Members of a pro-Biafran movement that calls for the independence of Biafran territories forcibily annexed to Nigeria during British colonisation have claimed affiliation with the Niger Delta Avengers (NDA) militant group. The Biafra Herald claimed the militants are fighting for the freedom of people "enslaved" by the Nigerian government.
"For the avoidance of doubt, the NDA is fighting for the freedom of the people of Biafra and not for amnesty payment or for resource control as some commentators would like to believe," said the website. "The notion and talk of amnesty for our own freedom fighters (the NDA) is a misnomer and should be taken out of any discourse. The NDA is doing the right thing by demanding the freedom our people from the perpetually repressive Nigerian state."
The claims were made after NDA, among other things, repeatedly urged the Nigerian government to release Nnamdi Kanu, leader of the Indigenous People of Biafra (Ipob), who is standing trial in Nigeria on six counts of treasonable felony charges.
Who is behind NDA?
NDA is the latest militant organisation to wage war against Nigeria due to perceived marginalisation in the Niger Delta. Attacks blamed on NDA forced Chevron and Royal Dutch Shell to close two plants, with the group vowing to bring the country's oil production down "to zero".
Nigeria, Africa's biggest oil producer, has already been negatively affected by renewed violence in the area as oil production has dropped to 1.4 million barrels per day (bpd), from 2.2m bpd.
There are several and contrasting claims on whom is behind the NDA. Although pro-Biafrans claim NDA are their freedom fighters, the group does not openly calls for the independence of the Biafran territories. NDA's call for Kanu's release is only one of the many demands the group said the governement must meet if it wants to engage in a dialogue with the militants.
Counter-terrorism expert David Otto believes NDA and pro-Biafrans have decided to ally given the discontent both groups feel towards the Nigerian government.
"The NDA's demand – amongst others – for the unconditional release of Kanu and former Goodluck Jonathan's NSA – Sambo Dasuki – is a clear indication that a relationship of common interest has developed between the NDA and pro Biafra," he told IBTimes UK. "This is a dangerous unholy alliance between one group seeking independence and another group seeking for environmental redress."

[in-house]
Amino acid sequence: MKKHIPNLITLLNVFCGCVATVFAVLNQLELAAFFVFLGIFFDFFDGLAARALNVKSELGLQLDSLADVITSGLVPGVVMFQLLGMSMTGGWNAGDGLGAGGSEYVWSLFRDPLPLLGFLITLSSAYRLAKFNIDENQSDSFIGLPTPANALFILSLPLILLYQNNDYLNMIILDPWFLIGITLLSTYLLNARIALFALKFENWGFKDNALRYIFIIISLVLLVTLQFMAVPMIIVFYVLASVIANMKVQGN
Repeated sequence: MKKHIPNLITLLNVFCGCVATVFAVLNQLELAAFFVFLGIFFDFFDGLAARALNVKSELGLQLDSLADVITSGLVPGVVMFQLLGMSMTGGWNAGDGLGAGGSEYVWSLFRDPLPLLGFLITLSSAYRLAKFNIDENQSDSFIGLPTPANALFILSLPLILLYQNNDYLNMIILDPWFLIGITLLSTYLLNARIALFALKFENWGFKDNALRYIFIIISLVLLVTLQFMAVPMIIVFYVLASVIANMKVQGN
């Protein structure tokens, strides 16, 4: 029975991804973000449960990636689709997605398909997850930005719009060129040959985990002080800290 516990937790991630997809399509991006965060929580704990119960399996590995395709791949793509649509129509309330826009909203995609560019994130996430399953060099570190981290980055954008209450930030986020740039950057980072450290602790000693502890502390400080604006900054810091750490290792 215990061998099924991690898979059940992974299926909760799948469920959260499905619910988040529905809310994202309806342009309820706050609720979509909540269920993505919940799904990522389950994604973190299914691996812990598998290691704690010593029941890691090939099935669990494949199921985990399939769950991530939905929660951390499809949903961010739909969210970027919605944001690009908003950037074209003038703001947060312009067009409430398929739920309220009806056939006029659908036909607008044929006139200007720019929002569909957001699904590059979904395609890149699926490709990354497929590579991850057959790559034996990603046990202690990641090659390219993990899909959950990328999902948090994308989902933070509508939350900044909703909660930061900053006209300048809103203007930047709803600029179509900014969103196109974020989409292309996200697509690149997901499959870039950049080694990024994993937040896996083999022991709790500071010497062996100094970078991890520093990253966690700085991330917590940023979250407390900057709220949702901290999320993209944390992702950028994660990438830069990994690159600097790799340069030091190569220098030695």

On 19 June, the Niger Delta Patriotic Front (NDPF) group claimed NDA had nothing to do with the advocacy of basic rights for people in the Niger Delta. NDPF went on alleging NDA was sponsored by Chief Government Emuokpolo, commonly known as "Tompolo", chief commander of the Movement for the Emancipation of the Niger Delta (Mend).
Tompolo, who was granted amnesty by the Nigerian government, has always denied any links with NDA and has urged the group to engage in talks with the government and cease attacks on oil facilities.
Some analysts, however, believe this might be a tactic that both Tompolo and NDA are using to show they are not linked when, in reality, they are fighting together to achieve shared objectives. This view is strengthened by the fact that another group, the Joint Niger Delta Liberation Force (JNDLF) group – which claimed affiliation with NDA– urged the government to defreeze Tompolo's bank accounts.
"Former Mend leaders like Tompolo and Asari Dokubo had indirectly and directly threatened that Nigeria will never be in peace if former President Goodluck Jonathan lost the election to President Muhammed Buhari," Otto explained.
"Dokubo believed that Boko Haram was created by Northern political elites to make Nigeria ungovernable for any Southern Christian leader, including Goodluck Jonathan. Dokubo had always said that he holds Niger Delta in his hands. It should not be surprising that he and his cohorts are behind the activities of the Avengers, despite him and Tompolo distancing themselves from the Avengers but supporting their grievances."
Government's position on NDA
Earlier this year, Buhari accused the NDA of vandalism and warned that the Nigerian government would deal with the group in the same way it is tackling Boko Haram in the country's north-east.
However, earlier in June, Nigeria announced it would scale back its military presence in the Niger Delta in order to foster dialogue with militants.
After initially refusing, NDA accepted the proposition to start talks. However, the group said the federal government must meet its demands before a "genuine" dialogue can take place.